Tyler Better Business Bureau
Investments take risk; sometimes a little, sometimes a lot. But smart investors know that the best way to minimize risk is to educate yourself about your basic rights, the protections you are entitled to under the law, and the common scams and frauds to avoid.
Better Business Bureau has teamed with the Financial Industry Regulatory Authority (FINRA) Investor Education Foundation to demonstrate simple steps every investor should take before making any investment decision.
According to the North American Securities Administrators Association (NASAA), state and provincial regulators in the U.S., Canada and Mexico launched more than 2,600 administrative, civil and criminal enforcement actions involving investors.
Investment scam victims are more likely to be college educated males, with higher incomes, who are married and between 55 and 65 years of age. They also tend to have the following in common:
- They already owned some high-risk investments prior to falling victim to an investment scam.
- They relied on friends, family, or coworkers for investment advice rather than a licensed professional.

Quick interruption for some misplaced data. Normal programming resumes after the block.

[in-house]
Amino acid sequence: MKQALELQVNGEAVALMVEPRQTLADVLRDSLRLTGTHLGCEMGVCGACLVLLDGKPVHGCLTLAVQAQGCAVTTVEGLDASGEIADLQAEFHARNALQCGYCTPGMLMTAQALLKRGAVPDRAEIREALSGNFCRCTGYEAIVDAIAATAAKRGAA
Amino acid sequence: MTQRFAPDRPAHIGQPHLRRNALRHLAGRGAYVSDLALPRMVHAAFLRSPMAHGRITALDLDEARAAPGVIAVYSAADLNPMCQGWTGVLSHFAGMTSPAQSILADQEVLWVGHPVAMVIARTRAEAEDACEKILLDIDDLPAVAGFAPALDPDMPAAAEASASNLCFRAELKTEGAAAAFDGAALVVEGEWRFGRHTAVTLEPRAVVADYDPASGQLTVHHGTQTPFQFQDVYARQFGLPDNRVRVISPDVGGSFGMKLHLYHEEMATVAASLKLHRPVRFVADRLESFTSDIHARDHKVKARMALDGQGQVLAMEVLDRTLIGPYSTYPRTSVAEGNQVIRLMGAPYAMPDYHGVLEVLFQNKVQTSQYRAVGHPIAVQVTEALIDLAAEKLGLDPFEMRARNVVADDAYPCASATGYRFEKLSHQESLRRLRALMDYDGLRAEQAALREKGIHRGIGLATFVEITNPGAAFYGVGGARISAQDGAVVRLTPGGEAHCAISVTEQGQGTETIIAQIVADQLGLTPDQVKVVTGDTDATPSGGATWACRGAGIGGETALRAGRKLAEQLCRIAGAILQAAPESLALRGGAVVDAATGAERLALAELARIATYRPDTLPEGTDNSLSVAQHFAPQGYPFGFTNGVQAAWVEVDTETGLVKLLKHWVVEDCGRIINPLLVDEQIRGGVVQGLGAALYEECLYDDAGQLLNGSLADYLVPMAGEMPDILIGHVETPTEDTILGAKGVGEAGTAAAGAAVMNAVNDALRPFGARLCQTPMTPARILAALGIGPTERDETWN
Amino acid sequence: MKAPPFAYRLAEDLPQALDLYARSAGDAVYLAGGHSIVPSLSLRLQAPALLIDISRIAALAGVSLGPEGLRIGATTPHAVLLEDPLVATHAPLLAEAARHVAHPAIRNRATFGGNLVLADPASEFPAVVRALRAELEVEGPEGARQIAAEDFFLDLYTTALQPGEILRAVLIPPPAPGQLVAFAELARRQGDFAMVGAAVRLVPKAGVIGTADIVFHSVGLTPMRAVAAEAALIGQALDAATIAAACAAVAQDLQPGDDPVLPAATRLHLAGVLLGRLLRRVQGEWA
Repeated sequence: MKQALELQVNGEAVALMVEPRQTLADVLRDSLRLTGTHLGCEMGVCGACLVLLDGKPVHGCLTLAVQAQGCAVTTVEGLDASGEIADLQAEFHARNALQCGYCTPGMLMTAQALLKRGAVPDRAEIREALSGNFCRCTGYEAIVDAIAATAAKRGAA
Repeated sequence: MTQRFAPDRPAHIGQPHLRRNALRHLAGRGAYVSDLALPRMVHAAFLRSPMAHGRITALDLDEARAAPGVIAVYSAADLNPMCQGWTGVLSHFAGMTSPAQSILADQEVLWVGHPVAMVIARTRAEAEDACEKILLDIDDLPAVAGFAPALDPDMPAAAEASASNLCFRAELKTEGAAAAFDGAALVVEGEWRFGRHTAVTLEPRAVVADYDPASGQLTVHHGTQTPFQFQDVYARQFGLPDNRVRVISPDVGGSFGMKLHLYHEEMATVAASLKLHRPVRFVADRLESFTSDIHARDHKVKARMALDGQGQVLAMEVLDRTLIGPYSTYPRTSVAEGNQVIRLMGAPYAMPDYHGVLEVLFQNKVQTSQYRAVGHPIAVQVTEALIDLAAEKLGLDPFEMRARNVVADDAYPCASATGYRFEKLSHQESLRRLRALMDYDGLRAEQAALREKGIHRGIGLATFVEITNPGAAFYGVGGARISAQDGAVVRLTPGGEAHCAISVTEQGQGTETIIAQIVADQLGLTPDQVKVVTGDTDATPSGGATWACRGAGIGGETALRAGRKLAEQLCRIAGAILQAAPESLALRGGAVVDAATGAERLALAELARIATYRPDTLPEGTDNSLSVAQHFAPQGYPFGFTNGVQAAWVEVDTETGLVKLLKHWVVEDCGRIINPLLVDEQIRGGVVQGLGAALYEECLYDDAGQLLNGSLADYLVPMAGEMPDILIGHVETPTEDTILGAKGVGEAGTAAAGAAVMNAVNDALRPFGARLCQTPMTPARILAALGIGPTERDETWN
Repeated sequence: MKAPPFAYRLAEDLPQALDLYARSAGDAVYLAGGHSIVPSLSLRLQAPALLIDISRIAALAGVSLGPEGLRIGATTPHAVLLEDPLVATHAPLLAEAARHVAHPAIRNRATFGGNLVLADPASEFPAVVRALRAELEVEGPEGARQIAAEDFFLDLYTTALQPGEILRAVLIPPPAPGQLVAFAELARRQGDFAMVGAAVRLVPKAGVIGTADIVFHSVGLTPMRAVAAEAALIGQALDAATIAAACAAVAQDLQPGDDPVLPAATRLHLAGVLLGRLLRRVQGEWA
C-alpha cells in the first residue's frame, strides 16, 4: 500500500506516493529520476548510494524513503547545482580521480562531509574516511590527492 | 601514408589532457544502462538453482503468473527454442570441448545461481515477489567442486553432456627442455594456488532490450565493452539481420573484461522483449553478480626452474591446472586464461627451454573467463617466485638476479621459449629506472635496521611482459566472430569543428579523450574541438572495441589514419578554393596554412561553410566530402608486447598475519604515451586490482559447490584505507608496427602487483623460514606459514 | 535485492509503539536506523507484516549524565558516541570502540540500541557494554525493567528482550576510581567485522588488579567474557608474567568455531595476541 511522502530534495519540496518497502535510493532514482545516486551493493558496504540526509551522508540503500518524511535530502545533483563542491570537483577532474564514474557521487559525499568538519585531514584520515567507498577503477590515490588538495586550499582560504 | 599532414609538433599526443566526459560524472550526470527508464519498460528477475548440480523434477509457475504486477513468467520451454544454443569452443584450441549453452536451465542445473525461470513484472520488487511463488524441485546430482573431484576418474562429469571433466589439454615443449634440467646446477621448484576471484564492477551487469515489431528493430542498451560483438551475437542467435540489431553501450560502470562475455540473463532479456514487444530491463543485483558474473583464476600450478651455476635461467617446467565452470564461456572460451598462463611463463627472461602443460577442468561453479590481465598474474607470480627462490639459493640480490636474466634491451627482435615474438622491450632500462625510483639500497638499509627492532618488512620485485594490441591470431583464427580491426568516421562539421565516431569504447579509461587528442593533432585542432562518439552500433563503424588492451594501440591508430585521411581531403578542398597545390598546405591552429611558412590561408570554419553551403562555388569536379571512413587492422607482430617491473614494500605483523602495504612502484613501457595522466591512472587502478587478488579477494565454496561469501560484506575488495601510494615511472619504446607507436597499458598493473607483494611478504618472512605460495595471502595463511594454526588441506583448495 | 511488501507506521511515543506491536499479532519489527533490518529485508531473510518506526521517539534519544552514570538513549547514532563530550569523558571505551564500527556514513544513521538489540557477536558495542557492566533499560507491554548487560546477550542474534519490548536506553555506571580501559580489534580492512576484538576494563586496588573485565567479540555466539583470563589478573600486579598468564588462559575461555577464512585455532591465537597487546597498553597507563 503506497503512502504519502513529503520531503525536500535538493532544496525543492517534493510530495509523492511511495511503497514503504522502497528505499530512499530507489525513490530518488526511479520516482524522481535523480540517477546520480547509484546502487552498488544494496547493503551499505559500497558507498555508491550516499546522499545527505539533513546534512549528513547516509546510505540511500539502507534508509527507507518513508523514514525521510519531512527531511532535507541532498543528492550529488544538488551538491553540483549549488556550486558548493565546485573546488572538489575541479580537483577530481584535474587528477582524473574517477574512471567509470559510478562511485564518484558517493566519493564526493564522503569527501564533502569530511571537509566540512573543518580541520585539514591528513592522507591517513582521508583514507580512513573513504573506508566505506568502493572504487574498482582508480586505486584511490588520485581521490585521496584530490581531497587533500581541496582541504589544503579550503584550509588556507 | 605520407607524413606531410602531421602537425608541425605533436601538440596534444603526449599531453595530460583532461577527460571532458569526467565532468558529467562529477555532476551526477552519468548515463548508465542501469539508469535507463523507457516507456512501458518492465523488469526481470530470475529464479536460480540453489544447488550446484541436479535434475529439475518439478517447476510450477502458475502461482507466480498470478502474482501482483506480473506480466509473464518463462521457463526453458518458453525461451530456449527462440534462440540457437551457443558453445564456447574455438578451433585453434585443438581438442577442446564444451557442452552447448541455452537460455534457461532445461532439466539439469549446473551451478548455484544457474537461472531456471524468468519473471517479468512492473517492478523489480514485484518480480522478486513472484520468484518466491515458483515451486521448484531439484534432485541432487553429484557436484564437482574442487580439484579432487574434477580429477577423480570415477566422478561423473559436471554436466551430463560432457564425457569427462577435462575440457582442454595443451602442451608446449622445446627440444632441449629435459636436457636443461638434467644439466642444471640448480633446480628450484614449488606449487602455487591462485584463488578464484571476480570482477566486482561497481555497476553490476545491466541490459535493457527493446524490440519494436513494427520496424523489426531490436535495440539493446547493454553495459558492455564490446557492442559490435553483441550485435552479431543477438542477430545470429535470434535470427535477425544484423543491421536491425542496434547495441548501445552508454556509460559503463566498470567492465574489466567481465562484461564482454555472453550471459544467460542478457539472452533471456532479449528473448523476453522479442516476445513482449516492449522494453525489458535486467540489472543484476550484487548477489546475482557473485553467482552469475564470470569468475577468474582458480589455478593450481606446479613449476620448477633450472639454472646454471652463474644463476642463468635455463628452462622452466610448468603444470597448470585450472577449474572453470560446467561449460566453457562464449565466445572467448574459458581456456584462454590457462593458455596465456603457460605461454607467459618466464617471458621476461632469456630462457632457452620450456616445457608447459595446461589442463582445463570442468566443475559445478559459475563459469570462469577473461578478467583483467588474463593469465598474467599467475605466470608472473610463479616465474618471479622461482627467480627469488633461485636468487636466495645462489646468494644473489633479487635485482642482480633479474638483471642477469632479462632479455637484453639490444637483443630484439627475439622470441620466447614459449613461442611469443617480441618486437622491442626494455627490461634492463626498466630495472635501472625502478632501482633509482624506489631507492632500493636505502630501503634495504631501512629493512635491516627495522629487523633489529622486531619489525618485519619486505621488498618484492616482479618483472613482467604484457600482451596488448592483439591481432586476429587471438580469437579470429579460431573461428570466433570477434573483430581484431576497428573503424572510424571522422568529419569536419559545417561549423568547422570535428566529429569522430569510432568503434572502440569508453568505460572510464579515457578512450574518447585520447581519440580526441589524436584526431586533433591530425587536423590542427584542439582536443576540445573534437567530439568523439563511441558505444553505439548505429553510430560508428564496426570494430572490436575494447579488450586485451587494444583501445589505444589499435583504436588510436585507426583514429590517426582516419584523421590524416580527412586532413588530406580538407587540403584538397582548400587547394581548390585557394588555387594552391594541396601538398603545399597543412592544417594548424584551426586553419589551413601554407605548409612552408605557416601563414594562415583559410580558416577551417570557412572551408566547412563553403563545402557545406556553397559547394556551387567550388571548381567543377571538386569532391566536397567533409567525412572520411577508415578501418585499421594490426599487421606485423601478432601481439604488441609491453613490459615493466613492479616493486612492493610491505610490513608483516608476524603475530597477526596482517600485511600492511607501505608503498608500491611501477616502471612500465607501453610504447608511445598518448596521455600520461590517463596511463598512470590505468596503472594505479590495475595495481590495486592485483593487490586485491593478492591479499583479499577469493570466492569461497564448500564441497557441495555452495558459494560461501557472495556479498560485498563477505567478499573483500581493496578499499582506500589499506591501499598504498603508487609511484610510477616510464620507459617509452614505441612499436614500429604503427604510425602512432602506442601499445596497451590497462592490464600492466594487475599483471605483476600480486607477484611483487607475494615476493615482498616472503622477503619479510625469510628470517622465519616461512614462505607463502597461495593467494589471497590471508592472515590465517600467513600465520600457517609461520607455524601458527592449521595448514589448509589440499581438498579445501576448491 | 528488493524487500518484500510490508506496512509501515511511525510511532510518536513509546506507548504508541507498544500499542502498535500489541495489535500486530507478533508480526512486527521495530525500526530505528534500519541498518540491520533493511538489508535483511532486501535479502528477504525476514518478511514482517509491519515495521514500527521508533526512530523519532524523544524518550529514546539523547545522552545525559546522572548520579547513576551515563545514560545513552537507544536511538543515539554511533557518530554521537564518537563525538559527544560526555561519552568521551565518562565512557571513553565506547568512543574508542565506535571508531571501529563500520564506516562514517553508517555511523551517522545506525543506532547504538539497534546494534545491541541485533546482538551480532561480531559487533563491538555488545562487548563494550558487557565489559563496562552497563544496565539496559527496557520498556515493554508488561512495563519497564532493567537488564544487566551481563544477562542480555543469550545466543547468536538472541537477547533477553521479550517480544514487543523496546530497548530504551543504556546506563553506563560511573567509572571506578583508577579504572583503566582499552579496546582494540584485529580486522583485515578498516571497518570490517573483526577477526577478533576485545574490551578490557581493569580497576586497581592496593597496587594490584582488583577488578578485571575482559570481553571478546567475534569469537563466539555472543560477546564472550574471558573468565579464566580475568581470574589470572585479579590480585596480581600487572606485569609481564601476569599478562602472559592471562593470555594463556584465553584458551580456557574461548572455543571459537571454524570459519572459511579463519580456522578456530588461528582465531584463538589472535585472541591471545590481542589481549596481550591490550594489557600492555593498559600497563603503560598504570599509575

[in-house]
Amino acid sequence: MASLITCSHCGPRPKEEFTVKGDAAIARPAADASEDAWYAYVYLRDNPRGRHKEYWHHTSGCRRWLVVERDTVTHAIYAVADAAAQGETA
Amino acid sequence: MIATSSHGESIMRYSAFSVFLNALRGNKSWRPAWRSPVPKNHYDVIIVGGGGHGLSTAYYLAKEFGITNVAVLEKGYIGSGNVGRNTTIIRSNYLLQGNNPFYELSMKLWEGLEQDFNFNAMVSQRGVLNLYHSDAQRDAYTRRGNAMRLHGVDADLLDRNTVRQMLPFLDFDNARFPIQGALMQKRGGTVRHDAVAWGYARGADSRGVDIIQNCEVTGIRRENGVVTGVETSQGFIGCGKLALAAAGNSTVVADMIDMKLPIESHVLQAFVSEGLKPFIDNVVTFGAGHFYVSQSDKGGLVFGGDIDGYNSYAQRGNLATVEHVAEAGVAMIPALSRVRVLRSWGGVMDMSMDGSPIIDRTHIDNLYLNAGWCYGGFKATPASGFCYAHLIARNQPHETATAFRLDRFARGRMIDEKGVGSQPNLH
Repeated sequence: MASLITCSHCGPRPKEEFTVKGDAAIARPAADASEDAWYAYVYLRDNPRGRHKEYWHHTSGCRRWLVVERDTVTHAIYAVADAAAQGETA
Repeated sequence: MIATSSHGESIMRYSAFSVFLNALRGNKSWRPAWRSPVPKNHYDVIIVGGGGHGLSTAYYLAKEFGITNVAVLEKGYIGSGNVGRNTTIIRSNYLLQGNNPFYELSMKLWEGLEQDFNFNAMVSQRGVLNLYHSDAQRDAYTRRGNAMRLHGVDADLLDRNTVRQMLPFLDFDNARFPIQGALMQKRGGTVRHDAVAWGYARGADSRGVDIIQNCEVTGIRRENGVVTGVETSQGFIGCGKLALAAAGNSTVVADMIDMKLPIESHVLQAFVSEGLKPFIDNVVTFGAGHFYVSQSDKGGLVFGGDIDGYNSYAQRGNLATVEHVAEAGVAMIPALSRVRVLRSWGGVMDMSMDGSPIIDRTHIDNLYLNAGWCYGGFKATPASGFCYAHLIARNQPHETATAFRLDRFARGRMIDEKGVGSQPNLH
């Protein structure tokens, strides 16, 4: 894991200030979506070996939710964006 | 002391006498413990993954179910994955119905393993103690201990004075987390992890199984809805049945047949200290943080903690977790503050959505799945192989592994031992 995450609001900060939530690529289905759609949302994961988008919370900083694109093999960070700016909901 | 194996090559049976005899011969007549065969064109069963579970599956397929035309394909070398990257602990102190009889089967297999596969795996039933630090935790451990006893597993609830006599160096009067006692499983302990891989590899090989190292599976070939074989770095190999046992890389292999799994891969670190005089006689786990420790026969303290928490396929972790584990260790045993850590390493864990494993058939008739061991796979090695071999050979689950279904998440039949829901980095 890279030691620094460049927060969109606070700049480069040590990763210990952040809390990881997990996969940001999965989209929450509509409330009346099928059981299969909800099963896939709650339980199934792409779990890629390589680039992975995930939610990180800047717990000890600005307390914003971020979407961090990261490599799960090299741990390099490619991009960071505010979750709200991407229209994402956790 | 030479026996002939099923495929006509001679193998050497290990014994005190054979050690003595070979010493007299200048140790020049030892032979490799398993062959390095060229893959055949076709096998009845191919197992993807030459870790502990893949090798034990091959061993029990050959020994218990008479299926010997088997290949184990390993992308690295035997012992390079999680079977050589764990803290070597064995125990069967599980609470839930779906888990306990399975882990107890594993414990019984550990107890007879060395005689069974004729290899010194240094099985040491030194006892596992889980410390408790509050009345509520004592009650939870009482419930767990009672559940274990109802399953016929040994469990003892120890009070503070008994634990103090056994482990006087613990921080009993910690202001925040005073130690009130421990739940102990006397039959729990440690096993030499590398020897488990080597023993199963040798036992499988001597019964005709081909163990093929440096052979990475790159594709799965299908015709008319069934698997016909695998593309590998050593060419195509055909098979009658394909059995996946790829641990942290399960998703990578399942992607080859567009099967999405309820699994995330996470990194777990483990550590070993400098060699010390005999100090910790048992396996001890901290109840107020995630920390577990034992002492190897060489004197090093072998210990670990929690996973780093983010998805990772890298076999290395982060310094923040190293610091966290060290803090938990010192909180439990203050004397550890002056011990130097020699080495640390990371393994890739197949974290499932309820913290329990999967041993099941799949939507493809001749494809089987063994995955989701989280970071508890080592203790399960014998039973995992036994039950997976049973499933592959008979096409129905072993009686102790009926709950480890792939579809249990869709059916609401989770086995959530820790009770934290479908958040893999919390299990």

- They attended a free lunch or free dinner financial investment seminar.
- They failed to check the background and registration of the professional and/or product.
- They were not able to spot persuasion tactics used by the scam artist.
- Fraudsters are innovative. They prey on economically relevant topics and perpetrate their crimes in a variety of ways. Look for persuasion tactics.
- Phantom Riches: These are promises of huge, very high returns with “no risk.”
- Source Credibility: The salesperson pretends to be credible by stating they are with a reputable firm or have special credentials. Remember people aren’t always who they claim to be.
- Social Consensus: The salesperson wants you to believe that other savvy people have invested, so you should too.
- Scarcity: They create a false sense of urgency by claiming there’s a limited supply.